How to Make your Meals “Vegielicious” and Outsmart the Cleverest “Food Ninja” …

How to make your Meals Vegielicious and Outsmart the Cleverest Food Ninja 001

Like everyone else, my kids have their own likes and dislikes when it comes to food, which can sometimes make it tricky when cooking. Generally they’re pretty good but I have to own up to “smuggling” or hiding vegies in my cooking whenever I can. And don’t let the fact that they are now older lead you to think things have changed … because they haven’t. Admittedly, they are now more willing to sample things they may have rejected in the past but that doesn’t always happen. So although the variety of what they all eat is pretty good, I still like to “smuggle” some extra vegies into most things I cook.

My kids are also guilty of rejecting food they have previously enjoyed once they know the hidden ingredient. They’ve never been fans of dates, however, would demolish my Chocolate Bliss Balls on sight. When they found out the key ingredient (dates) they all of a sudden didn’t like them! Fortunately their taste buds craved these little balls of goodness and they relented and started eating them again. So, the lesson I learned from that – I stopped telling them!!

I also try to use the foods that they won’t typically eat on its own in other creative ways. I’ll give you an example … zucchini. Serve it up as a vegetable on the side of the plate and that’s where it will stay. They’ll push it around the plate, hide it under something else, generally moan and complain until the offending vegetable is removed or they’ll just flat out refuse to eat it. However, present it as Zucchini Slice and that’s fine. They’re also quite happy to eat it in Carrot and Zucchini muffins … go figure!

But without a doubt, my best trick is to steam any offending vegetable, puree it and then add it to soups, Chilli Con Carne, Bolognaise, Lasagne, Curries, Casseroles and a whole host of other recipes. So my tip is this: Parents unite, make your food “vegielicious” and hide and “smuggle” those vegies at every opportunity!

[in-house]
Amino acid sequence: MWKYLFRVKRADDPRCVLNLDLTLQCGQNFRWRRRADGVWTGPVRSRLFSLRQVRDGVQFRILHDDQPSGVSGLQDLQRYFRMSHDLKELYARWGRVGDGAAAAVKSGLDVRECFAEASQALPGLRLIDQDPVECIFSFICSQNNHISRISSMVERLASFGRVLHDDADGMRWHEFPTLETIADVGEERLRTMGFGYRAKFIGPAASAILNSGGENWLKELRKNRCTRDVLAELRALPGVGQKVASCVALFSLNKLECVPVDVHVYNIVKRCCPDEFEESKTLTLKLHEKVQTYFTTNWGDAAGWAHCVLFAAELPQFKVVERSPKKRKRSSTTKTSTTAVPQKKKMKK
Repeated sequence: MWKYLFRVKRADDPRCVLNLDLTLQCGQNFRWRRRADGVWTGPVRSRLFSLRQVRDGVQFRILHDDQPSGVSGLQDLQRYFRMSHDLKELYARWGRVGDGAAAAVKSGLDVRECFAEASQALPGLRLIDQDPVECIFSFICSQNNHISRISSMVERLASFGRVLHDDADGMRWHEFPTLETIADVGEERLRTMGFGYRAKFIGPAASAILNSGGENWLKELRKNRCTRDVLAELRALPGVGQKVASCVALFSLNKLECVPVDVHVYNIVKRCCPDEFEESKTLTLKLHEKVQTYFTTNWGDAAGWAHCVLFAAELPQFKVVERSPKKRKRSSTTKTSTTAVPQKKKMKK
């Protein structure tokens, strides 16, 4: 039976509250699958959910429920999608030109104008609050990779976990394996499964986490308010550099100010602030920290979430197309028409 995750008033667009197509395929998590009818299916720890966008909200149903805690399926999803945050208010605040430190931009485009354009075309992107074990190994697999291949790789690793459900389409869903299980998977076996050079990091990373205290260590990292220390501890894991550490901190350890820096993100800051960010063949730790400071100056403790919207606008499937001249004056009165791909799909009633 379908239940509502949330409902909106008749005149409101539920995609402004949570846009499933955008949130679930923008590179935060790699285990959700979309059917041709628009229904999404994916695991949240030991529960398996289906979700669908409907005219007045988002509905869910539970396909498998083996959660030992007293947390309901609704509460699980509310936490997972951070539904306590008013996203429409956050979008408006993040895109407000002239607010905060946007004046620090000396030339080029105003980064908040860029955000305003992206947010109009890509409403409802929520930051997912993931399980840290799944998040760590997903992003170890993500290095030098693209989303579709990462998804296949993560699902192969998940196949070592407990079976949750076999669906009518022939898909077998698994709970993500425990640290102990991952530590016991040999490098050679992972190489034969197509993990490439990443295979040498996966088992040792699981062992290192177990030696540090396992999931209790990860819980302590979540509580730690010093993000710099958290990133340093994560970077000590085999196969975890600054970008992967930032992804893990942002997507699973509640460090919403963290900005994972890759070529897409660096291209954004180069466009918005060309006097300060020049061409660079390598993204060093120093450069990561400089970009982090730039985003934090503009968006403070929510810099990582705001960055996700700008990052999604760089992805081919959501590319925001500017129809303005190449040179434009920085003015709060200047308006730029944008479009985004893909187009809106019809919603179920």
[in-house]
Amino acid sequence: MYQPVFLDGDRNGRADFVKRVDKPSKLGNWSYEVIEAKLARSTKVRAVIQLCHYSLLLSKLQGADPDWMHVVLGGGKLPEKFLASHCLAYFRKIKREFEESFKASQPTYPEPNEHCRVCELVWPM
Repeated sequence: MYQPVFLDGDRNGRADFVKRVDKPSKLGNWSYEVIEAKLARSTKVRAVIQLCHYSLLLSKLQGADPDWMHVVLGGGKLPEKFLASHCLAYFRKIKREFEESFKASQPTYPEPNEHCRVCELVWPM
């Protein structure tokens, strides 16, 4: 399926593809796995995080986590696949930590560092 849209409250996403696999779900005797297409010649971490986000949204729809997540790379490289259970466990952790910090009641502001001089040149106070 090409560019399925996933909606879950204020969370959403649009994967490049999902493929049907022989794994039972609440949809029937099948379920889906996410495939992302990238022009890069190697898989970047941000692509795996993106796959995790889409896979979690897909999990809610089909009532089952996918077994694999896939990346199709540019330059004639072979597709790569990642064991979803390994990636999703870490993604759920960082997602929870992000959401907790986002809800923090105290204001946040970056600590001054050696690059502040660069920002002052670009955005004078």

Okay, so dieticians and nutritionists may criticise this approach arguing that kids should have the choice and learn to eat different kinds of food and you won’t get any argument from me. However, I also know how difficult it can be to get little people (and sometimes big people, as well) to expand their horizons and try something new. Persistence is great but it can also lead to frustration and endless fights over food and, let’s face it, who needs that! Meal times should be an opportunity for the family to eat together, chat, have a laugh and reflect on their day and the last thing anyone wants is to feel like you’re in the trenches doing battle.

So here are some of the things I did (and still do) to make sure my kids eat heaps of vegies as well as a huge variety:

  • Make food interesting particularly when introducing new foods to toddlers. Presentation is important, so try arranging food to make a picture like a smiley face or rocket ship and kids might just try something new.
  • Make their bowls, plates, cups, cutlery and lunchboxes interesting and colourful as well.
  • Include raw, crunchy vegies in lunchboxes like snow peas, green beans, carrot/celery sticks and cherry tomatoes.
  • Present a variety of food and serve different dishes often. No one wants to sit down to the same food every night and serving the same meals too regularly gets boring for everyone.
  • Even though I may load a rissole, casserole, soup or some other dish with vegies, I still serve vegetables on the plate so that the kids get to see and try the vegetable in it’s original form.
  • Be patient, consistent and persist. The kids might ignore the new item on the plate the first few times it’s served but might surprise you by trying it the next time.
  • Don’t make a huge fuss. That will only give them ammunition to keep fighting you and it will drive you crazy.
  • Set a good example. Kids learn by what they see so if Mum and Dad eat a wide variety of things on their plates and are willing to try new things, then the kids just might copy you.
  • Don’t create alternative meals. I know it sounds mean but my often-repeated mantra is this, “It’s not a restaurant with a menu! Eat what’s in front of you or you will need to wait for the next meal.” Incidentally, dessert was never served to any “food ninja” who left their food or threw a tantrum!
  • Chop or grate new items and mix it amongst something they already enjoy. If it’s tiny and mixed together with something they love, they’ll get the chance to try new things without even realizing it.
  • If all else fails, “smuggling” a few vegies into a favourite meal might just do the trick. Steam an unliked, in-season vegetable, puree with a little bit of water (if needed) and then freeze the puree in zip lock bags in ¼ cup or ½ cup quantities. Add to soups, casseroles and other dishes each time you cook.

So tell me, what food do your kids hate the most and were they willing to try that same food once they got older?


  1. I REALLY wish I had been blogging when I first had kids some 6 years ago, it would have saved me all the heartbreak I’m going through now with fussy kids that I created by doing most of the above – eg double meals!! GREAT advice! – going to share :)

    • Thanks Emily and please feel free to share. Kids can really test our patience and leave us Mums pulling our hair out when it comes to food and eating, so I hope this helps!

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